An initiative to create a lower student to faculty ratio over the next two academic years is a two-fold plan, according to Interim President Robert Martin.
He explained that one aspect of this initiative is to “dial back” projected student growth to a 1 percent increase in comparison to the 2 percent increase projected for the last two years. The second aspect of this initiative is to increase the number of tenure-track faculty members to meet the growing needs of students.
“One of our goals has always been to maintain a certain level of staffing with regard to our full-time faculty – particularly as it relates to the number of students whom we have. Essentially, we’ve tried to maintain a ratio. And we’ve gotten a little behind in that ratio.”
One of the biggest reasons this ratio has changed, he said, is because of the significant influx of incoming students.
He added the actual growth rate of student enrollment in those years was about 8 to 10 percent, a significant jump from the projected 2 percent. “The good news is out admissions effort was extraordinarily successful. The bad news is, when you have a very successful effort like that sometimes you then have to scramble to deal with the effects of that influx because it’s maybe a bit more than what you can handle.”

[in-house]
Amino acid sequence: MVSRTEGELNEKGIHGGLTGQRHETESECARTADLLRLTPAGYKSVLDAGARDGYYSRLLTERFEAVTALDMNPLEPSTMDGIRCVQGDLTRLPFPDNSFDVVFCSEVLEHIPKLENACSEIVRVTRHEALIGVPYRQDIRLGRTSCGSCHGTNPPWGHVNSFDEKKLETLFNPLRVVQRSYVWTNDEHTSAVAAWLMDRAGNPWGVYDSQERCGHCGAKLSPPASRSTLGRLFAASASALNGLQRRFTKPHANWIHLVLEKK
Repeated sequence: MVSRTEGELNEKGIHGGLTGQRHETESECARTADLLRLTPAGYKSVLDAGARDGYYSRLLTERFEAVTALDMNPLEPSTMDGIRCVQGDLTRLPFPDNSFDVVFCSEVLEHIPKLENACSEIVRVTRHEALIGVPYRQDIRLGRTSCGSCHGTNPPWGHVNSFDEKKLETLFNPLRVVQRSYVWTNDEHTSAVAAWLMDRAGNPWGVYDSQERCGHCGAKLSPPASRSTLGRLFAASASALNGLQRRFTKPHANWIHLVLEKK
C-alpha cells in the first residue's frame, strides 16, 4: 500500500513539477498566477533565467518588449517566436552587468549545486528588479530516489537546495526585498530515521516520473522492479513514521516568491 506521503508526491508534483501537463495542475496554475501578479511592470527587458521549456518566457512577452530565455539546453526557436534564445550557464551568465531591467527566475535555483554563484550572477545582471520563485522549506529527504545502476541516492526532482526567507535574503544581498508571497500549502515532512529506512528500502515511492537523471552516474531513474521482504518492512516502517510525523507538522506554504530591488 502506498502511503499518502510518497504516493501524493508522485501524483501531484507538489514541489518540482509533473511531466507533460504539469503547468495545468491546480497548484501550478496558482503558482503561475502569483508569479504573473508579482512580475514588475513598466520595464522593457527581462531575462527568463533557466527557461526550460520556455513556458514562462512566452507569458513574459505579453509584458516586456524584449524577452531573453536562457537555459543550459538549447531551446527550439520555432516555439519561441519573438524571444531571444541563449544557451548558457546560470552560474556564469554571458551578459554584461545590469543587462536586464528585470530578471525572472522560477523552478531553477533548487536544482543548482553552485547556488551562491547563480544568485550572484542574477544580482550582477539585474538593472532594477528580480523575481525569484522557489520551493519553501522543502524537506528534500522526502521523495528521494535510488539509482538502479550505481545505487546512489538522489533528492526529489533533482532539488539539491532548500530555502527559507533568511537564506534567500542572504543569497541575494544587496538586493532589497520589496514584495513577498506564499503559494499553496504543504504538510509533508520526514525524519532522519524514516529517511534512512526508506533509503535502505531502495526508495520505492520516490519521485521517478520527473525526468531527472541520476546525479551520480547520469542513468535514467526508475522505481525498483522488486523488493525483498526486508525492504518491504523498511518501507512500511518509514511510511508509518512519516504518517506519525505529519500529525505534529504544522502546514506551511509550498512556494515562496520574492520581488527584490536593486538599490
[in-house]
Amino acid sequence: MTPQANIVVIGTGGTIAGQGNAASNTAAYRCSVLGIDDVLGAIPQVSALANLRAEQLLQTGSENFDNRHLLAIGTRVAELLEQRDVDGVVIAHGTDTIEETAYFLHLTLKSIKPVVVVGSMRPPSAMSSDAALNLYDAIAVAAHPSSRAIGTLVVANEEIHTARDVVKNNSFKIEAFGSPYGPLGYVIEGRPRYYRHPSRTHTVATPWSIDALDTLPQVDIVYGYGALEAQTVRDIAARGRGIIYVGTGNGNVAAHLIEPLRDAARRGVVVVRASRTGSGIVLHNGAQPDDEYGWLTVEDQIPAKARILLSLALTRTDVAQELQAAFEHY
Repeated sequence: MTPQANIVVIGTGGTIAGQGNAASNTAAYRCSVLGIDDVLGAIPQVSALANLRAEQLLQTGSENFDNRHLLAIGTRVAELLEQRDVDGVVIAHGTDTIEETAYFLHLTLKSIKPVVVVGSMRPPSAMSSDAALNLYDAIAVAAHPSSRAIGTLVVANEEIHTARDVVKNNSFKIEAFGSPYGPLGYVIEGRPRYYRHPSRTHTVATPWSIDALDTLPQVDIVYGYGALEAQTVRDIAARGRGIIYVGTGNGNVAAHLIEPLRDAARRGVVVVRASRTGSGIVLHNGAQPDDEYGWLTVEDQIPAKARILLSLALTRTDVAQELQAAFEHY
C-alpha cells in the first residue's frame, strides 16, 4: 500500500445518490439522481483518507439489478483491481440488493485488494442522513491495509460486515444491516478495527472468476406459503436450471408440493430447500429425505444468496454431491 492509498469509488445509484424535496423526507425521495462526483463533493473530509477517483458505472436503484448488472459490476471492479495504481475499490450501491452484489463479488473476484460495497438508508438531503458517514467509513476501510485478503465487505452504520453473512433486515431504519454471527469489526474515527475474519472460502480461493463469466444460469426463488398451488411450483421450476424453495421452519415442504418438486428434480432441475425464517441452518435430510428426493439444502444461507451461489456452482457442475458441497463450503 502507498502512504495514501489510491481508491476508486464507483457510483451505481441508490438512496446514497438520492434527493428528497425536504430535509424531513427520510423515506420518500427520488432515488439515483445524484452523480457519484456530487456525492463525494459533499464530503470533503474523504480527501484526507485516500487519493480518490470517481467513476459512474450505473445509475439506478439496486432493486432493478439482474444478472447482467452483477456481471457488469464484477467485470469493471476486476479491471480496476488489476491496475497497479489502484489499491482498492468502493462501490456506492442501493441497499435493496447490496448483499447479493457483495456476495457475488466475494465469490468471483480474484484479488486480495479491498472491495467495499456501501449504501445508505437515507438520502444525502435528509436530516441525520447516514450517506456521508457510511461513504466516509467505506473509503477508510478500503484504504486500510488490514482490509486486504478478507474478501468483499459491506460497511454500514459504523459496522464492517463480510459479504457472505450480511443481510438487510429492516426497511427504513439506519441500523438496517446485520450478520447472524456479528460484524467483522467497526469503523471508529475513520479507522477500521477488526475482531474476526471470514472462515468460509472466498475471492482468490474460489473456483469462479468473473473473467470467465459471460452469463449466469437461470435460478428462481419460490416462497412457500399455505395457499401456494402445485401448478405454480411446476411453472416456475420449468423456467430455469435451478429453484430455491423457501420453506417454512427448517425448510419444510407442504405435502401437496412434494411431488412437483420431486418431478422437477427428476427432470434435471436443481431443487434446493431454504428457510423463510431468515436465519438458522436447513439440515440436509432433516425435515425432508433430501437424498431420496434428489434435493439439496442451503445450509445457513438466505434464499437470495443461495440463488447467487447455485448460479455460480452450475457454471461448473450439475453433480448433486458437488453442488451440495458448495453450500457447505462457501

Martin said having significantly higher student enrollment than predicted “is a problem a lot of universities would like to have – beats not having enough.”
Executive Vice President Dale Hamel said he doesn’t anticipate any problems caused by slowing enrollment because it would still be increasing, just at a smaller rate than the past few years. “A growing institution is a healthy institution” but the growth will just be moderated for a couple of years.
He added there are “all the different areas where you need to address capacity issues.” As examples, Hamel listed the new dining facilities, the new science wing on Hemenway Hall, the plans for a new parking lot and residence hall, “and finally, and most importantly, classroom capacity.”
He said there is a smaller percentage of tenure-track faculty members in relation to the total faculty compared to five years ago, even though the “total [number of] faculty have kept up relatively reasonably to total student enrollment. However, that’s come by adding additional visiting lecturers and what is called full-time temporary faculty.”
He said there were three reasons for this change in the makeup of the faculty. The first is that some positions changed from being considered faculty to being staff, such as the Dean of Graduate Studies position.
The second reason for the decrease in tenure-track faculty is that over the past few years, positions that have been budgeted haven’t been filled because, among other reasons, some of the searches were unsuccessful.
The third reason is that Academic Affairs must decide which departments should start looking for faculty about a year in advance, but the administration figures out the number of incoming students a month or two in advance. They must work on purely projected numbers, which were significantly lower than the actual enrollment growth.